And so I've taken most of my Paphs out of S/H, and am trying a number of variations with simple media rather than complex formulas (none "bark"). And yes, Ray, leca with rock wool is one of them, but even there, clay or plastic pot? I'm assuming it would be difficult to keep enough water in a setup with a net pot.

Best,
Harvey Brenneise
 

Ray

Orchid Iconoclast
Staff member
Moderator
Supporting Member
Joined
Jun 9, 2006
Messages
4,573
Reaction score
1,340
Location
Oak Island NC
(SNIP)
So what if we expanded our list of media to include such as NZ sphagnum and tree fern and just place in a different container that allows more air to the roots? And here is where you come in, Ray. Experience teaches me that "clay" pots let in more air than those damn plastic ones (even with holes for S/H), but I don't know how THAT compares with say a metal, wood, or plastic net pot. But experience is showing me that orchids are far more adaptable to these materials (with some variation by genus) than to media in plastic pots, so perhaps a focus on mix is the wrong focus. Perhaps even the notion of "containing" is.

This month I bought a couple of Den. cuthbertsonii from Tom Perlite at Golden Gate Orchids. Beautifully grown in moss in clay. The roots were coming out the bottom, and he repotted in Feb. Many report having difficulty with this species. More air to the roots may be the secret. Would a net pot also work? Don't know.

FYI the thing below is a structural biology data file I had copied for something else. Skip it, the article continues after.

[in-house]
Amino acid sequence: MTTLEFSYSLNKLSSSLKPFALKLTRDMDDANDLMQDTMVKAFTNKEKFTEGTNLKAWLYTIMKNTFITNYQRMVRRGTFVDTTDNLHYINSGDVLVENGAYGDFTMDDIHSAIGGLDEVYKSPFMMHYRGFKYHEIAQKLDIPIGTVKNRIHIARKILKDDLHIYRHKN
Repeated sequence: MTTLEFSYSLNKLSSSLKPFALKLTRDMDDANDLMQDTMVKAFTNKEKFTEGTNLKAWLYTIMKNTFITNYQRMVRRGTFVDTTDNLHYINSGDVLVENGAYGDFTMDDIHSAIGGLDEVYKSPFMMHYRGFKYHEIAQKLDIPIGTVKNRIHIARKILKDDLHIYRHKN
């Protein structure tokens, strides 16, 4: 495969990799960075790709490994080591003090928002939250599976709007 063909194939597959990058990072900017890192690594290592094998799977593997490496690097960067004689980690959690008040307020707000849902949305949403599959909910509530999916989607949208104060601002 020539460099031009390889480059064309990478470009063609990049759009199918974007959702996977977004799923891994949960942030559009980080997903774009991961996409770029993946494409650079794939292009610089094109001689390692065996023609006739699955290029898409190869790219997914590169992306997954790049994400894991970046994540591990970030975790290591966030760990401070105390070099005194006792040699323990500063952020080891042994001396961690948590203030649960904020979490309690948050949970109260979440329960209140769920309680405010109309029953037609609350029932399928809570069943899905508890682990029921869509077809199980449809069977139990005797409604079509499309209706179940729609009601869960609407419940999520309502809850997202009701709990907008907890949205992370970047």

Think for a moment about the traditional "clay orchid pot." Not only does the material "breathe" at least some, but it's also designed to be shallow and has slits for more air "down below." Obviously these were developed for a reason.

And so I've taken most of my Paphs out of S/H, and am trying a number of variations with simple media rather than complex formulas (none "bark"). And yes, Ray, leca with rock wool is one of them, but even there, clay or plastic pot? I'm assuming it would be difficult to keep enough water in a setup with a net pot.

Best,
Harvey Brenneise
I only use plastic pots.
I don't think clay pots really allow much more air flow, but tend to wick water away from the medium faster. The pores are microscopic, and they probably stay pretty full of water as long as the medium is moist. Lower left is the microstructure of a terra cotta pot.

surfaces.jpg
 

Latest posts

Top